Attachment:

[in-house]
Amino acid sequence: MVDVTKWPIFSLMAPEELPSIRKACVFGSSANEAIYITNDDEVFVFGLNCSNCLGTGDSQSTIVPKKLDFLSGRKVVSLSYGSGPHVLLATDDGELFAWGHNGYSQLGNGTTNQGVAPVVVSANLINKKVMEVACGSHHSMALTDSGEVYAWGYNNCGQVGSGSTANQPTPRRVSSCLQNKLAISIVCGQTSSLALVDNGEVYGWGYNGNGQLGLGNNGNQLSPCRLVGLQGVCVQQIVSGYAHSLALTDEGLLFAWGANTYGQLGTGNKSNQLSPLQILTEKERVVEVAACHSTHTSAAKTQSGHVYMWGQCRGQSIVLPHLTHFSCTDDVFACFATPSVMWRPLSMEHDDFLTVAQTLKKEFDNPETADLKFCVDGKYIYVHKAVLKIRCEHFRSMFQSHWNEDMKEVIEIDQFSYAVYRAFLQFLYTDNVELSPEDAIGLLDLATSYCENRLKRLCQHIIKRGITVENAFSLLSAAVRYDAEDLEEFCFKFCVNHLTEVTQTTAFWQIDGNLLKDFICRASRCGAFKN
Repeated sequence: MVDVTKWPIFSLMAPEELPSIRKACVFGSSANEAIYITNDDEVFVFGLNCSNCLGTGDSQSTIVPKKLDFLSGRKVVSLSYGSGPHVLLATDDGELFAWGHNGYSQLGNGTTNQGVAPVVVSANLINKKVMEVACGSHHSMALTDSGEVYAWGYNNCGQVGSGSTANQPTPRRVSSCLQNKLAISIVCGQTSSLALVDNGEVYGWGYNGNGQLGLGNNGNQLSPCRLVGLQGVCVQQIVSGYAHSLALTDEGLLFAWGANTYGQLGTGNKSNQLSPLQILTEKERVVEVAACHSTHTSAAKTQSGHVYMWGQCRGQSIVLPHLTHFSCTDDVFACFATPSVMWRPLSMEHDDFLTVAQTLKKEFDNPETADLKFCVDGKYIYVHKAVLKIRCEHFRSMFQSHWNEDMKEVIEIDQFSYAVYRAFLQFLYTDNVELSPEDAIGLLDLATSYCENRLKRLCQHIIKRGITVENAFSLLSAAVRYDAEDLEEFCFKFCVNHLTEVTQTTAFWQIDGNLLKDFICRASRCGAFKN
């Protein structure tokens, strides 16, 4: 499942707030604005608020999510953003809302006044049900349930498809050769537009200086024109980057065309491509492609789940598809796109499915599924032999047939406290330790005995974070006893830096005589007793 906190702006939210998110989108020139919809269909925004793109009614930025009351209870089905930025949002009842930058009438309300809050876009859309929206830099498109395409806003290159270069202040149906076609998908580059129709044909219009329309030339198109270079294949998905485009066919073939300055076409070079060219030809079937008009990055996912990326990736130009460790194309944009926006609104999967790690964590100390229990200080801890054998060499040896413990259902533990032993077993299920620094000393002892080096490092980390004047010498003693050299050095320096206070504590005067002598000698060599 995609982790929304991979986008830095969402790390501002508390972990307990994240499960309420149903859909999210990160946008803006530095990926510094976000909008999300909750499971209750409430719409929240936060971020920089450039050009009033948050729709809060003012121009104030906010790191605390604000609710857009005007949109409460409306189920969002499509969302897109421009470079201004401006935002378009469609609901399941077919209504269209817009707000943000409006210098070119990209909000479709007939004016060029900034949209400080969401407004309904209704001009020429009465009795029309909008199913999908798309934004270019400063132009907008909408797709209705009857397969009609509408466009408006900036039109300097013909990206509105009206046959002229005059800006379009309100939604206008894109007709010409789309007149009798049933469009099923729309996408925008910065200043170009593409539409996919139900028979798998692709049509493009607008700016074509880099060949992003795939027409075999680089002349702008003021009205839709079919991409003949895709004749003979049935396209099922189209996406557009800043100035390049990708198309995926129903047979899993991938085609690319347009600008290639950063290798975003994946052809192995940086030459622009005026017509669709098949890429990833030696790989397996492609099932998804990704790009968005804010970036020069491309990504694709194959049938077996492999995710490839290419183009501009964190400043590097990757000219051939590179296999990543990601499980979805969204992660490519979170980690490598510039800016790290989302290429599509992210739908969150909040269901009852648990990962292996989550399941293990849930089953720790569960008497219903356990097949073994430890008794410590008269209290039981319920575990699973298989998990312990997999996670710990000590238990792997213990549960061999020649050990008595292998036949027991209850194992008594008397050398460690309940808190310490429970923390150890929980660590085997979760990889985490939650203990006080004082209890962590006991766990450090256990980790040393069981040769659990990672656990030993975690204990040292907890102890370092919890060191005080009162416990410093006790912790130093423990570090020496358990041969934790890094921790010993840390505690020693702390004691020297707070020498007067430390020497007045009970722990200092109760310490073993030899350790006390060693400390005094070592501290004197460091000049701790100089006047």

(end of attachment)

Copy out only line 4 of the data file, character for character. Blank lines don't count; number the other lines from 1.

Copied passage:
């Protein structure tokens, strides 16, 4: 499942707030604005608020999510953003809302006044049900349930498809050769537009200086024109980057065309491509492609789940598809796109499915599924032999047939406290330790005995974070006893830096005589007793 906190702006939210998110989108020139919809269909925004793109009614930025009351209870089905930025949002009842930058009438309300809050876009859309929206830099498109395409806003290159270069202040149906076609998908580059129709044909219009329309030339198109270079294949998905485009066919073939300055076409070079060219030809079937008009990055996912990326990736130009460790194309944009926006609104999967790690964590100390229990200080801890054998060499040896413990259902533990032993077993299920620094000393002892080096490092980390004047010498003693050299050095320096206070504590005067002598000698060599 995609982790929304991979986008830095969402790390501002508390972990307990994240499960309420149903859909999210990160946008803006530095990926510094976000909008999300909750499971209750409430719409929240936060971020920089450039050009009033948050729709809060003012121009104030906010790191605390604000609710857009005007949109409460409306189920969002499509969302897109421009470079201004401006935002378009469609609901399941077919209504269209817009707000943000409006210098070119990209909000479709007939004016060029900034949209400080969401407004309904209704001009020429009465009795029309909008199913999908798309934004270019400063132009907008909408797709209705009857397969009609509408466009408006900036039109300097013909990206509105009206046959002229005059800006379009309100939604206008894109007709010409789309007149009798049933469009099923729309996408925008910065200043170009593409539409996919139900028979798998692709049509493009607008700016074509880099060949992003795939027409075999680089002349702008003021009205839709079919991409003949895709004749003979049935396209099922189209996406557009800043100035390049990708198309995926129903047979899993991938085609690319347009600008290639950063290798975003994946052809192995940086030459622009005026017509669709098949890429990833030696790989397996492609099932998804990704790009968005804010970036020069491309990504694709194959049938077996492999995710490839290419183009501009964190400043590097990757000219051939590179296999990543990601499980979805969204992660490519979170980690490598510039800016790290989302290429599509992210739908969150909040269901009852648990990962292996989550399941293990849930089953720790569960008497219903356990097949073994430890008794410590008269209290039981319920575990699973298989998990312990997999996670710990000590238990792997213990549960061999020649050990008595292998036949027991209850194992008594008397050398460690309940808190310490429970923390150890929980660590085997979760990889985490939650203990006080004082209890962590006991766990450090256990980790040393069981040769659990990672656990030993975690204990040292907890102890370092919890060191005080009162416990410093006790912790130093423990570090020496358990041969934790890094921790010993840390505690020693702390004691020297707070020498007067430390020497007045009970722990200092109760310490073993030899350790006390060693400390005094070592501290004197460091000049701790100089006047």